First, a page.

As timber frame suppliers in Melbourne, we have heard a lot of questions about timber over the years. Chances are that if you’re a builder or contractor, you have too. The end customer is always going to question about the products and materials used and it’s a good idea to be able to provide the information needed. In this article, we’ll discuss a few of the most common queries or questions that people tend to have about timber timber framing.
What is built with a timber frame?
Timber framing remains preferred and recommended option when it comes to new residential homes, renovations, porches and decks, barns, sheds and some commercial buildings too. For large buildings, structural steel is usually appropriate given that it is light and can be worked with quite quickly when components have been pre-engineering specifically for the job.
How much does timber cost per square meter?
You might as well ask ‘how long is a piece of string?’ This is a common question that comes up and the best answer is ultimate that it really depends. Obviously, buildings with timber frames are considerably cheaper than the alternative but when determining other timber aspects of the home, it varies greatly from case to case. Design choices will play into this greatly – if the end user is a fan of slate roofing as opposed to cheaper asphalt shingles, the average price per metre is going to skyrocket. Also, remember to consider whether the heated part of the home is factored into the average cost.
How long does it take to erect a timber frame?
Again, this can depend on the specifics of the job and the builder. Usually, the amount of time needed for a professional can be anywhere from three weeks to a couple of months. Obviously the larger the home, the longer it will take. Weather conditions can also delay the process. An entire family house including the pre-construction period takes around 7 months to build in total, but again this can vary greatly.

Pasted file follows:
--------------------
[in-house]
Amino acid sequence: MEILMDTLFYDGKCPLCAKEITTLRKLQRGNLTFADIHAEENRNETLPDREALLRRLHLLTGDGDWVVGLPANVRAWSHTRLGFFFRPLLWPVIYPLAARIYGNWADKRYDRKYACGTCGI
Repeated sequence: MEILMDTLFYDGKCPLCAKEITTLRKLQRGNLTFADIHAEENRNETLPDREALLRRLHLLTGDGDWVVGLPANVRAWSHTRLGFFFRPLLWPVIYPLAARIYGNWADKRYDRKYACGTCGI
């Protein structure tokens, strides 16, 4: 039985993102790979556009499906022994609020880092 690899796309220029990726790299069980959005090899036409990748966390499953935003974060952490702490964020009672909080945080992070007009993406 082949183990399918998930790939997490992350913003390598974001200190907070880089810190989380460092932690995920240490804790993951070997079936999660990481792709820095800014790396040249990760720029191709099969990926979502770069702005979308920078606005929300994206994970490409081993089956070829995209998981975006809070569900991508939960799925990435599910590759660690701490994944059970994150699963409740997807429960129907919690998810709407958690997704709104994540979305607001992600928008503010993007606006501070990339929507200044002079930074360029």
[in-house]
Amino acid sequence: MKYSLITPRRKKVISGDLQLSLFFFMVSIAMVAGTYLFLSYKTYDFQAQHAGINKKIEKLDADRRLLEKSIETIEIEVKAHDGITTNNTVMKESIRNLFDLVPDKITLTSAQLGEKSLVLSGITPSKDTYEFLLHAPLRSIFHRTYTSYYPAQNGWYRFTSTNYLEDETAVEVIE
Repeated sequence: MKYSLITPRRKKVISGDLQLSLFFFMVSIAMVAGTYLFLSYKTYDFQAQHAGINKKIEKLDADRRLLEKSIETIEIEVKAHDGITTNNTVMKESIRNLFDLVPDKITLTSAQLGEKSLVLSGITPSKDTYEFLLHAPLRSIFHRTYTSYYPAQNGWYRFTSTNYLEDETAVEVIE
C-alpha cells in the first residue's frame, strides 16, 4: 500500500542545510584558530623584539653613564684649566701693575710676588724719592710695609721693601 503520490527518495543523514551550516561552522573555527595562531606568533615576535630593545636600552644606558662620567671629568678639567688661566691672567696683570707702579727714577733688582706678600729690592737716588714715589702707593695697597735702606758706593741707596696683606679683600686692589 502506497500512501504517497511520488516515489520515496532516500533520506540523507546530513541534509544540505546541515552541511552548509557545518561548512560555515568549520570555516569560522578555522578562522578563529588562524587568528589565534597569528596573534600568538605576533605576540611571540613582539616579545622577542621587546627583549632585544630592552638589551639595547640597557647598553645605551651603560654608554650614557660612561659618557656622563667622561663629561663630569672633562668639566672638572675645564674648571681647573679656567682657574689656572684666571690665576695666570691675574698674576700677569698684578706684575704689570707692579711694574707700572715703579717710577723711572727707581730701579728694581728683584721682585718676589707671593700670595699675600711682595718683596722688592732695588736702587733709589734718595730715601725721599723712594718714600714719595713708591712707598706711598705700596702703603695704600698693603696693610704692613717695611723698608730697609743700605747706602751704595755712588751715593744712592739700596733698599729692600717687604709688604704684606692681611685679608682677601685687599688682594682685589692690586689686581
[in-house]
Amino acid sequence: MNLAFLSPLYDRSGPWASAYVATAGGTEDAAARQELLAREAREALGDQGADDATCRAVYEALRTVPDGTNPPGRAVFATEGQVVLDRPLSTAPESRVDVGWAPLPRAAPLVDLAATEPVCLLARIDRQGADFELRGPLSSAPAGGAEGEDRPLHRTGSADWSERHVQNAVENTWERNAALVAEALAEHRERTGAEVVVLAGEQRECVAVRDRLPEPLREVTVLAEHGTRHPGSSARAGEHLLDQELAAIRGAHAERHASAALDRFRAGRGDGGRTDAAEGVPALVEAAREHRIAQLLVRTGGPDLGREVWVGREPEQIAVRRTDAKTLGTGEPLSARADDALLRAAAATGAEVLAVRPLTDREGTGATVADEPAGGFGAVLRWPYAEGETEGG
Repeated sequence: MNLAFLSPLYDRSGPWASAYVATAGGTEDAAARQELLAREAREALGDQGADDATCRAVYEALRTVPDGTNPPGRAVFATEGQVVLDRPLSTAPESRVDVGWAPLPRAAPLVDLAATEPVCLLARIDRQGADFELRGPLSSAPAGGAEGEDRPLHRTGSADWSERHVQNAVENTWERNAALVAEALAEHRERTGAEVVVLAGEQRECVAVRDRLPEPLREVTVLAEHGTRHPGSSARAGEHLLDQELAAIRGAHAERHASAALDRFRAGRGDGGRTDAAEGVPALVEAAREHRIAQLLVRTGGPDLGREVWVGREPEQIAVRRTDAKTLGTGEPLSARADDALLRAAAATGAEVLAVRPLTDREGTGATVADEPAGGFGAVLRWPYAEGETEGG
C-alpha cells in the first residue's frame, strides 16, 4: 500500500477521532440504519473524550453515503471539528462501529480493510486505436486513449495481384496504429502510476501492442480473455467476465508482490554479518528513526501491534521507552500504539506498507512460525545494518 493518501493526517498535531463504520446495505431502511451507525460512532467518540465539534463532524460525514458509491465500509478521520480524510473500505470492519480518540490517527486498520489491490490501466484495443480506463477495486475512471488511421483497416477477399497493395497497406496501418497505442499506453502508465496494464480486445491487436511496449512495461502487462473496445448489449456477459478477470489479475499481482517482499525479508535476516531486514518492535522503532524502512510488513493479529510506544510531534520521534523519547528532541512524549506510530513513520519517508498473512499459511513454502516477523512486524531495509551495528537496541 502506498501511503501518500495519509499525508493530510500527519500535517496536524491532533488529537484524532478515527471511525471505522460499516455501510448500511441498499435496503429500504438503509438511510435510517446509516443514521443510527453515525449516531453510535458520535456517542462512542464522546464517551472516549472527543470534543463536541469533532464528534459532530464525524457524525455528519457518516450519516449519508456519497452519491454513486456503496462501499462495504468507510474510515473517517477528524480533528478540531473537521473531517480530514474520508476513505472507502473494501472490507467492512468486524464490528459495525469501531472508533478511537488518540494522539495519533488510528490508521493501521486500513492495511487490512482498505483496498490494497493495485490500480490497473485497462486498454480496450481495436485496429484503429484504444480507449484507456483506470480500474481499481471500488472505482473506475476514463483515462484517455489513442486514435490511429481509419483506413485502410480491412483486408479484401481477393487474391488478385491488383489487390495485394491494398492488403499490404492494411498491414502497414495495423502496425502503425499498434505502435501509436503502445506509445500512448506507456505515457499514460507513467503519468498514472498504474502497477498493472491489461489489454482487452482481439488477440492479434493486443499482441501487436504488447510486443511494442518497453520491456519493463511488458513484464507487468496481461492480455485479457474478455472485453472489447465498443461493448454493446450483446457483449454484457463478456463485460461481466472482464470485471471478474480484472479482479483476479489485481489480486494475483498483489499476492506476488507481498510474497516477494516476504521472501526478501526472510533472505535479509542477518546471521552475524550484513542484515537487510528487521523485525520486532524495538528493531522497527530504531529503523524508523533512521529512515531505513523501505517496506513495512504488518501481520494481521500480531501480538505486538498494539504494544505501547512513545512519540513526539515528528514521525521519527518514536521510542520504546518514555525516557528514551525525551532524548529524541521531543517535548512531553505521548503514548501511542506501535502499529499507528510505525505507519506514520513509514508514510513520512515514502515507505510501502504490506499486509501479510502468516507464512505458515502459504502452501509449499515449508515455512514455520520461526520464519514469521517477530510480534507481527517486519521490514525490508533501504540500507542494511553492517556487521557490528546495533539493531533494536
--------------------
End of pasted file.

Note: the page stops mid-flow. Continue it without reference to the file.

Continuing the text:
What are the main advantages of using timber?
This question can come up from time to time; while the answer can seem obvious for those that work with timber, some people just aren’t aware of the benefits that come from using timber. For one thing, it’s cheaper than metal framing options. It is also highly malleable and flexible in terms of design, as it is able to be cut quickly onsite. It is easy to produce and remains a renewable energy source.
Is hybrid timber frame can be considered as an option?
Actually, a hybrid timber frame is a good option if you want to further cut building costs. Timber frames are very economical as we’ve mentioned, but combining with stud framing in certain parts of the house can be even more cost-effective. There is really no ideal proportion that you should be aiming for with hybrid frames, it really comes down your budget and personal preference. Often it’s a good idea to use less expensive building materials in the less public, hidden parts of the home such as bedrooms, etc.